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Old 03-31-2011, 02:46 AM   #1
Brad Darr
Dojo: Aikido of Flagstaff/Seibukan Aikido Kobe
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Birankai Weapons Curriculum

I was wondering if anyone out there has a list of the Birankai(Chiba sensei) 36 jo basics and/or the movements for sansho #1-3, written in kanji. I have searched online and found many lists in romaji but was hoping that someone had a list written in kanji. Any help is much appreciated. Thanks.

the edges of the sword are life and death
no one knows which is which
-Ikkyu Sojun
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Old 03-31-2011, 09:41 AM   #2
ninjaqutie
 
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Re: Birankai Weapons Curriculum

I will keep an eye out for you. Is there a particular reason why you need them in that format?

~Look into the eyes of your opponent & steal his spirit.
~To be a good martial artist is to be good thief; if you want my knowledge, you must take it from me.
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Old 04-02-2011, 09:03 PM   #3
Brad Darr
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Re: Birankai Weapons Curriculum

Hello Ashley,
I have been training with some Birankai folks for several years now and learning Chiba sensei's weapons work. I also study Japanese language and find that if I can connect the meaning of the kanji with the actual movements the kanji describe I can better understand and remember each movement. Most movements are pretty straight forward translations i.e. makiotoshi which is sort of a rolling(maki), dropping(otoshi) movement with the jyo. Or they can be more historical i.e. kesauchi which takes some historical background to understand(a kesa is the bag that zen monks used to wear on their fronts, kesagiri is literally a diagonal cut across the person as if to sever the bag, so kesauchi is a diagonal strike). However this is all conjecture because without the actual kanji there are too many homophones in Japanese to be sure with just the romaji. I have been surprised in the past with kanji that differed that what most people translate it as. Sansho is the perfect example, I have had some people tell me it means "three victories", others have said other things, but without the actual kanji there is no way of knowing unless I ask Chiba sensei directly(which is probably never going to happen). Another problem is the romaji. Just looking on the internet I have found at least three different ways of writing almost all the movements which makes translating very hard. Not to mention that the original list I use was written down by two 6th dan students of Chiba sensei from what they thought he said, it was very interesting.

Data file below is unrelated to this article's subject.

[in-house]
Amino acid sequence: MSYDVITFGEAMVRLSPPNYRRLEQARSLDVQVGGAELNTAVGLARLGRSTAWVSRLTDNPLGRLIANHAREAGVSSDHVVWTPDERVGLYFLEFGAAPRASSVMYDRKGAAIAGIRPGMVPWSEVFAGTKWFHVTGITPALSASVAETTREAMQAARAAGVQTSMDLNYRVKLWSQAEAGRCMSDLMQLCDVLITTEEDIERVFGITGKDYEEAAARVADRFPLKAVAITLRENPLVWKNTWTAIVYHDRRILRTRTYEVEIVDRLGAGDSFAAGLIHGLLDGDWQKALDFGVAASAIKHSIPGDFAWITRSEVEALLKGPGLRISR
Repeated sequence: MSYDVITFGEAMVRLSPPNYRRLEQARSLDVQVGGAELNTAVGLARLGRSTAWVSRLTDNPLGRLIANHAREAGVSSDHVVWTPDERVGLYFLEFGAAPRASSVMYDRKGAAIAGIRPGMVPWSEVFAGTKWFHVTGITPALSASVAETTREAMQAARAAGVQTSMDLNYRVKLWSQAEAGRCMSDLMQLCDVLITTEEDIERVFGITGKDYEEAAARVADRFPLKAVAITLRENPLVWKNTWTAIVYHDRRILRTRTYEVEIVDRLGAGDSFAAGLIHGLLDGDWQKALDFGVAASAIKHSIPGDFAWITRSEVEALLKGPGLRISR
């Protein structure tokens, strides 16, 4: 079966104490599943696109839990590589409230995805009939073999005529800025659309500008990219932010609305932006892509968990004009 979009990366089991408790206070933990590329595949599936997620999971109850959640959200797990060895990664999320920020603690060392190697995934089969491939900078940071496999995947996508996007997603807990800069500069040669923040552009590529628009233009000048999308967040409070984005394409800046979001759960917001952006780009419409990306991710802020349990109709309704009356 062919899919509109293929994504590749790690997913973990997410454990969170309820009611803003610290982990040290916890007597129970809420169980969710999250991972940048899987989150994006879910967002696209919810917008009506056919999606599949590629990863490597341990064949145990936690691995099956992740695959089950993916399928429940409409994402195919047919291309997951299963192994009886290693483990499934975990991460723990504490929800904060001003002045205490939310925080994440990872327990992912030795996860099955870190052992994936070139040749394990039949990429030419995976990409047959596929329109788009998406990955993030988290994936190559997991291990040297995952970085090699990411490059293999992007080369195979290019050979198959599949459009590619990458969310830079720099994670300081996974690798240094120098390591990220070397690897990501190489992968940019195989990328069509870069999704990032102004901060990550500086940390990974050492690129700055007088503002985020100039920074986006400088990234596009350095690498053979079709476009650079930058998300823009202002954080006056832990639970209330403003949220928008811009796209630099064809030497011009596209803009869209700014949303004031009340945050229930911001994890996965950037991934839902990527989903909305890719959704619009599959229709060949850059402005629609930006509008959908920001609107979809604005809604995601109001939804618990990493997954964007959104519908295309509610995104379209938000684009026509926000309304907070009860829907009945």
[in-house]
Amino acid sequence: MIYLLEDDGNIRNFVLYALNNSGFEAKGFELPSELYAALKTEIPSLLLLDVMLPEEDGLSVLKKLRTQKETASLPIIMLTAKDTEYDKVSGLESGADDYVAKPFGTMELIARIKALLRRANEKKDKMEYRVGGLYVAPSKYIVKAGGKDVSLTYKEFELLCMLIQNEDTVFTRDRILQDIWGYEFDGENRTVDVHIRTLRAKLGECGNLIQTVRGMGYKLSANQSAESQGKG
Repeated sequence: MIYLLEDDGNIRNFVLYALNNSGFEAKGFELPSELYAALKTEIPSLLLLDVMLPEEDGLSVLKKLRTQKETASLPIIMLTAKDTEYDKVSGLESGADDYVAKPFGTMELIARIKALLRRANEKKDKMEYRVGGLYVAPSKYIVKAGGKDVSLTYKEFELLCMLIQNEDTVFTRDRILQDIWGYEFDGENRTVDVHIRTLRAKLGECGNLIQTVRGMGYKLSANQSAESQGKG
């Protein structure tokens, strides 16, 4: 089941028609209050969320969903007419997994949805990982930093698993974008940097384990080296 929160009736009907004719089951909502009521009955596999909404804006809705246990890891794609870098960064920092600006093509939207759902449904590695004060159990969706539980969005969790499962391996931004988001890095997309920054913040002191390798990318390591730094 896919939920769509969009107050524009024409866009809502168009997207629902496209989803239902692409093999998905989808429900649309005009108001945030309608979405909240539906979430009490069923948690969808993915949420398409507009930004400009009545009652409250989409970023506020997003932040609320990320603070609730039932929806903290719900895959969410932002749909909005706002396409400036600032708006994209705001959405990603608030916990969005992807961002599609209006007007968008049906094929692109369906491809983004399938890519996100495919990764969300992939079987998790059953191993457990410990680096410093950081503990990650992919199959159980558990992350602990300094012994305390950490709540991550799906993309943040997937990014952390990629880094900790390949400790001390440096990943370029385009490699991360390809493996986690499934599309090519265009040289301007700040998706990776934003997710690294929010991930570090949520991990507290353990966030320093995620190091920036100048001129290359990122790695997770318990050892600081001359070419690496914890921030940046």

Anyway I hope someone somewhere can help me out. Say hello to Bluhm sensei from Brad in Kohala(if he even remembers me). Thanks

the edges of the sword are life and death
no one knows which is which
-Ikkyu Sojun
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Old 04-03-2011, 03:40 AM   #4
senshincenter